The regional substation presented in Figures 1-3 does not have updated physical security requirements per NERC Reliability Standard CIP-14 because, if sabotaged, it does not present a risk to interconnection operation. However, despite this substation not meeting NERC requirements for updated physical security, updates should still be made.
The images of this open-air, regional substation located in Mid-America, shown in Figures 1-3, are easily accessible via a quick Google search. The street and satellite views are easily found through Google Maps, while the transmission line map is available on the HIFLD database. As the street view shows, this substation has minimal physical security.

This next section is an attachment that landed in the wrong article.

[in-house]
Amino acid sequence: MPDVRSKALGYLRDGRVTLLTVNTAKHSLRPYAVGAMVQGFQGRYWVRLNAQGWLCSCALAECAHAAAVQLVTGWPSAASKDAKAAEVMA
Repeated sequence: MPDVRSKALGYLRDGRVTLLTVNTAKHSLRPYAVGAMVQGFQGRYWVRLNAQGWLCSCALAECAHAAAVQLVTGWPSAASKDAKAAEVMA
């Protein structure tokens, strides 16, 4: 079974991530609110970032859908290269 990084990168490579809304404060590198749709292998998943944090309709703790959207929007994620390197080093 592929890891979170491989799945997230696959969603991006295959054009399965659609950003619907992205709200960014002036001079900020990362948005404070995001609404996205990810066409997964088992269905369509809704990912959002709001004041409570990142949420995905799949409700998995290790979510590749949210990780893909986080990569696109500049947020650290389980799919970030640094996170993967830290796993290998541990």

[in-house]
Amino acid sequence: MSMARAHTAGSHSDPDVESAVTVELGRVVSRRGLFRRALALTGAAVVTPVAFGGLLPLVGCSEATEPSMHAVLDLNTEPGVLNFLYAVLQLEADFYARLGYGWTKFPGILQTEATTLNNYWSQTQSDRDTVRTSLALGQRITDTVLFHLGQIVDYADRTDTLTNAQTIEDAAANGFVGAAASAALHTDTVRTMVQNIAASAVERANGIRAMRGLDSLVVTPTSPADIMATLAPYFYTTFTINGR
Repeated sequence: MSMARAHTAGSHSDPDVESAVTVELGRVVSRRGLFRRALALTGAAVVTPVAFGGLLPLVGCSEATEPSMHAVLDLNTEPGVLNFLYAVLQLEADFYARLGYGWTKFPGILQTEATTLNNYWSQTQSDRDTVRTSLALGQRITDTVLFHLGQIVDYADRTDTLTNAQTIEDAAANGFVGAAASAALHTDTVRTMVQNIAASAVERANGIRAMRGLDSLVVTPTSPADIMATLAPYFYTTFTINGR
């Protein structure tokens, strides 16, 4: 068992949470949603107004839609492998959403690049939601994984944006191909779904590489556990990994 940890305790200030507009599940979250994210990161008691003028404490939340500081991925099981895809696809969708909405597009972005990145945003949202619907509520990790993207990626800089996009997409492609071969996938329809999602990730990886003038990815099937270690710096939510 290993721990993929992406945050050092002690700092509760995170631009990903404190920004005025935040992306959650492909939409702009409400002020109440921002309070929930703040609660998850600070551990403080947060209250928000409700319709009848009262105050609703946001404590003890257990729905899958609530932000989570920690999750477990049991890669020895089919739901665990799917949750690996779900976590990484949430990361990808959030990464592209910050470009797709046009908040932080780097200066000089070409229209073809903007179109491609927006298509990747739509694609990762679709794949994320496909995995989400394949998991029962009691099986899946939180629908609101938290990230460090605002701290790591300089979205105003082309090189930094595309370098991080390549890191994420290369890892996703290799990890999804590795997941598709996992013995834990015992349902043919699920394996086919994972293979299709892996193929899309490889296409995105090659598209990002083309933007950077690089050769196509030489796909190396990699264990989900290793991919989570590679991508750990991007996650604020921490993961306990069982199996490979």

Figure 1 shows the street view of an open air, regional substation located in Mid-America.
Figure 2 shows the satellite view of an open air, regional substation located in Mid-America.
Figure 3 shows the transmission line map for an open air, regional substation located in Mid-America.
Substation 2: NERC CIP-14 Security Requirements in Place
The open air, regional, east coast substation in Figures 4-6 below has been upgraded to NERC CIP-14 requirements. Though it is more secure than the substation above, improvements could still be made to enhance the physical security. Images were found using the same means as Figures 1-3 above.
Figure 4 shows the street view of an open air, regional substation on the east coast.
Figure 5 shows the satellite view of an open air, regional substation on the east coast.